Moban (molindone) is an antipsychotic medication belonging to the typical group of antipsychotics. It was developed to help manage the accompanying symptoms of schizophrenia. Moban is a prescription-only medication that alters the effects of dopamine in the brain, typically resulting in reduced psychoses. The hallucinations, strong emotions, and delusions that can sometimes accompany schizophrenia may be controlled, but not permanently cured by this medication.
As of January 13, 2010, Moban was discontinued by its producer Endo® Pharmaceuticals, Inc. According to the U.S. Food and Drug Administration, this was the result of a business decision and not because of safety reasons. If you have been taking this medication and you live in the U.S., you should consult with your doctor to choose a suitable alternative.
- How can I take Moban safely?
This medication comes in tablet form and is taken two to three times each day. It should be taken at the same time each day to keep the level of medication delivered consistent. Doctors often start people in treatment on a low dose of the drug and then increase the dose over time until the symptoms are relieved. In most cases, the starting dosage is 50-75mg per day. After three to four days, this dosage may be increased to 100mg per day. Individuals who display severe symptoms may be prescribed as much as 225mg per day. Older adults and debilitated people are usually started on a lower dosage. When taken orally, this medication is quickly absorbed into the system. The effects of a single oral dose may last for 24-36 hours.
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Take the medication you missed as soon as you remember it. However, if you are approaching the time for your next dosage, do not take the missed dose. Instead, continue with your regular dosing schedule. Taking too much of this medication over a short period of time may lead to an overdose.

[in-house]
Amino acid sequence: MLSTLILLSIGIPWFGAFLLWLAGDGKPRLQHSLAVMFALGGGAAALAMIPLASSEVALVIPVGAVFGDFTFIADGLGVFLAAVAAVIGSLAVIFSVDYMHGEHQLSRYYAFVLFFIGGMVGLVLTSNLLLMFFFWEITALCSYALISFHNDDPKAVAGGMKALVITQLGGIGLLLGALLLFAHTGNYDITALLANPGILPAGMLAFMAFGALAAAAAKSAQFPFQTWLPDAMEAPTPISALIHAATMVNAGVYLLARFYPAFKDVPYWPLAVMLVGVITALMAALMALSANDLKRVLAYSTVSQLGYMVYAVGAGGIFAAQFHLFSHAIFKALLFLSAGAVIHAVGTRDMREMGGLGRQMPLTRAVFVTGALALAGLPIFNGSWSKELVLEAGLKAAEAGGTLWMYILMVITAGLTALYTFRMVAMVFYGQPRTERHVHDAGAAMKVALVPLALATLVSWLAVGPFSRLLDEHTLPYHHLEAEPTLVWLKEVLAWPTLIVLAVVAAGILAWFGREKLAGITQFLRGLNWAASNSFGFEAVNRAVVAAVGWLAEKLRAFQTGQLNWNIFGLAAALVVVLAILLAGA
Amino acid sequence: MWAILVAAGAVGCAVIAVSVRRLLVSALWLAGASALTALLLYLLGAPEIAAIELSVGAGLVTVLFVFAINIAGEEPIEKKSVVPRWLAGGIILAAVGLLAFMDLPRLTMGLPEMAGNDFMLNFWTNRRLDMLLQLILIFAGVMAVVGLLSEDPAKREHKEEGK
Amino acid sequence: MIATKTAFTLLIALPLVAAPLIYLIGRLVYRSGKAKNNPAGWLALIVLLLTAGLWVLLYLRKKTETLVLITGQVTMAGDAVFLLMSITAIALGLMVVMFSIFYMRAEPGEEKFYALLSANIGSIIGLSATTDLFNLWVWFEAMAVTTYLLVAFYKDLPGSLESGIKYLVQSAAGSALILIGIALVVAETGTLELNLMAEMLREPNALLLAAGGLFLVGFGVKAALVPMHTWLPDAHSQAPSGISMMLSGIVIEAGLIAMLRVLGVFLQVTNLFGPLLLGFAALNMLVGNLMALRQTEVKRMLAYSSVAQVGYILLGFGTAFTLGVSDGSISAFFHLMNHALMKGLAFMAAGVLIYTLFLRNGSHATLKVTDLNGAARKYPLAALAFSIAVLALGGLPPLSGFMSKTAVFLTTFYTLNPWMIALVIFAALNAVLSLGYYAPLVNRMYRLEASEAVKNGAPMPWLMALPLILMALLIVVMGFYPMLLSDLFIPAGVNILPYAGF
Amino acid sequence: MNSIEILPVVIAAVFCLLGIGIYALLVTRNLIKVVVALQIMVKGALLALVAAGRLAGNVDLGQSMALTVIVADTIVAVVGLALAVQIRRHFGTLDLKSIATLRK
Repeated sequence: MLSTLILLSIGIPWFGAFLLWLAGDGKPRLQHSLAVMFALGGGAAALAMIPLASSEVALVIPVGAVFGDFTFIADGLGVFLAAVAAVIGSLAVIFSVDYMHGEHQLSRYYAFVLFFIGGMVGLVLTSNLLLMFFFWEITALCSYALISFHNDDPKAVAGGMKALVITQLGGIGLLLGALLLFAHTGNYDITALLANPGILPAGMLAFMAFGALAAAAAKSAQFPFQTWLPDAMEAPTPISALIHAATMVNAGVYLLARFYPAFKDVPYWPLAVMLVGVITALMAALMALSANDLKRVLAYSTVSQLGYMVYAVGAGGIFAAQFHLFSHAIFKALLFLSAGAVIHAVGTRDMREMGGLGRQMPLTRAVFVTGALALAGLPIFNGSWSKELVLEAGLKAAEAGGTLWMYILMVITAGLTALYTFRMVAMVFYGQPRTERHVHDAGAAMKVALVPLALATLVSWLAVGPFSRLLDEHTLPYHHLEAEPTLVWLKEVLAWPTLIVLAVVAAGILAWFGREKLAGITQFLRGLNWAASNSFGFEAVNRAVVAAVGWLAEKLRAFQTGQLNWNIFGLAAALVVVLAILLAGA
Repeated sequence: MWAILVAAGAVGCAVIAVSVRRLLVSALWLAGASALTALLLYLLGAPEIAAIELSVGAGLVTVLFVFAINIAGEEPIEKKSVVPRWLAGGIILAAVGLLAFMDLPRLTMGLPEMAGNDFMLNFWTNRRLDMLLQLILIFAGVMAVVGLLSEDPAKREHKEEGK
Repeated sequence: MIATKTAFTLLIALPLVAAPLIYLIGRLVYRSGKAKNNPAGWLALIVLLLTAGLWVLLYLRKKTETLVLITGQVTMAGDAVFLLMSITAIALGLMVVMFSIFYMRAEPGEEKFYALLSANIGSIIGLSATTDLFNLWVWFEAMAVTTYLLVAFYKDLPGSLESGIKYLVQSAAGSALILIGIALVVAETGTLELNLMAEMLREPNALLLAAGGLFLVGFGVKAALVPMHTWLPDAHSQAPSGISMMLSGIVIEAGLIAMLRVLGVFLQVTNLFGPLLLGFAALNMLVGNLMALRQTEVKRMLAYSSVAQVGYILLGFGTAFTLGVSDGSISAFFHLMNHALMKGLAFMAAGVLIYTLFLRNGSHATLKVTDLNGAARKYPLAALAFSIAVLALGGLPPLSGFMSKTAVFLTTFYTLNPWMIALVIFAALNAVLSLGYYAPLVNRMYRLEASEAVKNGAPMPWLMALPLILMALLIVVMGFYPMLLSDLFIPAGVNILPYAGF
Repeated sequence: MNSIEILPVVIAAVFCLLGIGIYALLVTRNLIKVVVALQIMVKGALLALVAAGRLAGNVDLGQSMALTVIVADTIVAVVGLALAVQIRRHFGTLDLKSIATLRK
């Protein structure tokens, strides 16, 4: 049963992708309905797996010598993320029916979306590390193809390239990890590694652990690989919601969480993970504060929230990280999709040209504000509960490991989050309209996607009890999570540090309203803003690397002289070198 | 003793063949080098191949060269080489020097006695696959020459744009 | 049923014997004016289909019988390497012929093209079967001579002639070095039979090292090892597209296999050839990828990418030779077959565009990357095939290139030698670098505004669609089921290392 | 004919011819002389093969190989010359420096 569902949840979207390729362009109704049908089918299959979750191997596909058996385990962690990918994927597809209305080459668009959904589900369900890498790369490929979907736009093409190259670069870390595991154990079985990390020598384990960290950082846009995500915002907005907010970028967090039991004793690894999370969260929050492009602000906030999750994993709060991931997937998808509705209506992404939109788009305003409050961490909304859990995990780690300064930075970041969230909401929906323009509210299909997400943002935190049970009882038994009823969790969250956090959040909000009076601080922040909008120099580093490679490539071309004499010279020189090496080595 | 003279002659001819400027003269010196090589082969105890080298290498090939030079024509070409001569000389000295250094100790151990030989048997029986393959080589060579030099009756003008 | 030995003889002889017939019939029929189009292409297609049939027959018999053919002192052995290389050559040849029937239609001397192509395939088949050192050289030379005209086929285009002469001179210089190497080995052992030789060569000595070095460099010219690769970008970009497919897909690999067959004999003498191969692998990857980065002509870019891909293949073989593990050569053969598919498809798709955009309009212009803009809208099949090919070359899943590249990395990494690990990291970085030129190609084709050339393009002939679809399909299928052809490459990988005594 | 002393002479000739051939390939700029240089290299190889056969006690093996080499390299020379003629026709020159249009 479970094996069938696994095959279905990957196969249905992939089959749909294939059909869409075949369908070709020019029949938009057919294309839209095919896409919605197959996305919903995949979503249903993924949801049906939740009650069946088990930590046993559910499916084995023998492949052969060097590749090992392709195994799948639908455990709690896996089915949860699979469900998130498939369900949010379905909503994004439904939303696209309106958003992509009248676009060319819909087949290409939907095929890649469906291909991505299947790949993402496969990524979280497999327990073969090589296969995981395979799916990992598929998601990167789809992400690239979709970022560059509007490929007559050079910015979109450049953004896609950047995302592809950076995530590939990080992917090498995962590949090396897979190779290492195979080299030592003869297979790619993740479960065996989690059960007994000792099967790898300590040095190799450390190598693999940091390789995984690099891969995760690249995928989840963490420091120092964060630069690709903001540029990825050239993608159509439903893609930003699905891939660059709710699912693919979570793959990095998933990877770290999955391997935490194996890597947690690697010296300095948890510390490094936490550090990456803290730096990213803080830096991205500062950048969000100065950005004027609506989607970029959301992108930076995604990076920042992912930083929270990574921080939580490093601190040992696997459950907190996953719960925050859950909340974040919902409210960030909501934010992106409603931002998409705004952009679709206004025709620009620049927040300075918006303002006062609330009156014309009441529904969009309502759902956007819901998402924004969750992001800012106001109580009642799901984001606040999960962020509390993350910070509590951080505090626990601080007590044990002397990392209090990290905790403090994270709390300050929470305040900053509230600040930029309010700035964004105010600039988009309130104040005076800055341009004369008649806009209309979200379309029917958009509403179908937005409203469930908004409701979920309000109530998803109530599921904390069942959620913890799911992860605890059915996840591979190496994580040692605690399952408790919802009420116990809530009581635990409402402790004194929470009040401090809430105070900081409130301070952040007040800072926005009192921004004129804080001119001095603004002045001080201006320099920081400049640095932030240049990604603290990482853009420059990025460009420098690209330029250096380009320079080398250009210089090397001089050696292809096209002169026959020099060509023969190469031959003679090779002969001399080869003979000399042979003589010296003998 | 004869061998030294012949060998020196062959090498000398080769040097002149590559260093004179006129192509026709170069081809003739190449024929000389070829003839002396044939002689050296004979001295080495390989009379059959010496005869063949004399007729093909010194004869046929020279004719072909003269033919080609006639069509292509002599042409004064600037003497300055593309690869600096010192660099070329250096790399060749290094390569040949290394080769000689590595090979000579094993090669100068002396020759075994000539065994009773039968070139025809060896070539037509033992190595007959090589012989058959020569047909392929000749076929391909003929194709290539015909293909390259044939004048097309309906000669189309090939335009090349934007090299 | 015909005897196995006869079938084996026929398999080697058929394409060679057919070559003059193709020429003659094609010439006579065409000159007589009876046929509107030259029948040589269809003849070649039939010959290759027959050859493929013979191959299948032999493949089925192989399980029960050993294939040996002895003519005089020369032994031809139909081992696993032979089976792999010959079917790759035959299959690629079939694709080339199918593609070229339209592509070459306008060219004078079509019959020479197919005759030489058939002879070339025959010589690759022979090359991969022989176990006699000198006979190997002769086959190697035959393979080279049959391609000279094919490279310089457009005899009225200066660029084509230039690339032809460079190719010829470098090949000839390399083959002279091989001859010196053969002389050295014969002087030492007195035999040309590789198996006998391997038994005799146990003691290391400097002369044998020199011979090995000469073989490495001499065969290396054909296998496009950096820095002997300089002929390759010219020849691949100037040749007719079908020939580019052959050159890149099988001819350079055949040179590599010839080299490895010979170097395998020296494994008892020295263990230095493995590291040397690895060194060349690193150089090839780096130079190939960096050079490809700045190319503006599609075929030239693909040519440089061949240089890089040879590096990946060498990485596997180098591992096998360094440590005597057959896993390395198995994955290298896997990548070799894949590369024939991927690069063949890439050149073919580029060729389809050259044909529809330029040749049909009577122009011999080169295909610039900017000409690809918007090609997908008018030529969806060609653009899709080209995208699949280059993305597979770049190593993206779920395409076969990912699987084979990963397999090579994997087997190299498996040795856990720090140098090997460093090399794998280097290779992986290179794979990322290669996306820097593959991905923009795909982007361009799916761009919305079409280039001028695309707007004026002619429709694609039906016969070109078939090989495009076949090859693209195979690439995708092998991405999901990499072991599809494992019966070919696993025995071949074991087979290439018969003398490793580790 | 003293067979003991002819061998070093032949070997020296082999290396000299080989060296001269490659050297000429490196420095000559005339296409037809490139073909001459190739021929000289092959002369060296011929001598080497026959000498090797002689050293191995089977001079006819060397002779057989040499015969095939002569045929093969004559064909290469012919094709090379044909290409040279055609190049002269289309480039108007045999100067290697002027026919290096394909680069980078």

- What should I do if I overdose?
Call a poison control help line or call your doctor right away. Symptoms such as slowed or uncontrollable movements, dizziness, sleepiness, drooling, difficulty swallowing, seizures, and loss of consciousness may indicate an overdose.
- How can I get the most out of treatment with Moban?
In many cases, pairing psychotropic medication with a type of psychotherapy may help increase the quality of life for a person experiencing a mental health conditions than drugs alone. While antipsychotic medication such as Moban may be useful to someone experiencing debilitating symptoms, it does not address emotions, behaviors, or teach positive coping methods for mental health conditions. Research indicates that psychotherapy and medication combined produce better, long-lasting results than medication alone. If you are prescribed an antipsychotic medication such as Moban, consider finding a therapist or counselor to learn more about the condition you are experiencing.
Do not take Moban if you have had an allergic reaction to this medication in the past. Certain medications may not interact well with this drug. Avoid using this medication with antihistamines, narcotic pain relievers, barbiturates, sleeping pills, medicines used to treat Parkinson’s disease, and some antibiotics. Check with your doctor and report any medications or supplements, including herbal products, vitamins, and minerals that you are currently taking. Do not take new medications without first consulting your doctor.
This medication is not recommended for older adults with dementia as it may increase the risk of death because of cardiovascular issues or infection. Prolonged use of this medication may result in a chronic movement condition known as tardive dyskinesia. Neuroleptic malignant syndrome, a potentially fatal complex characterized by high fever, muscle rigidity, irregular heartbeat, rapid heartbeat, irregular blood pressure, excessive sweating, and an altered mental state, may develop.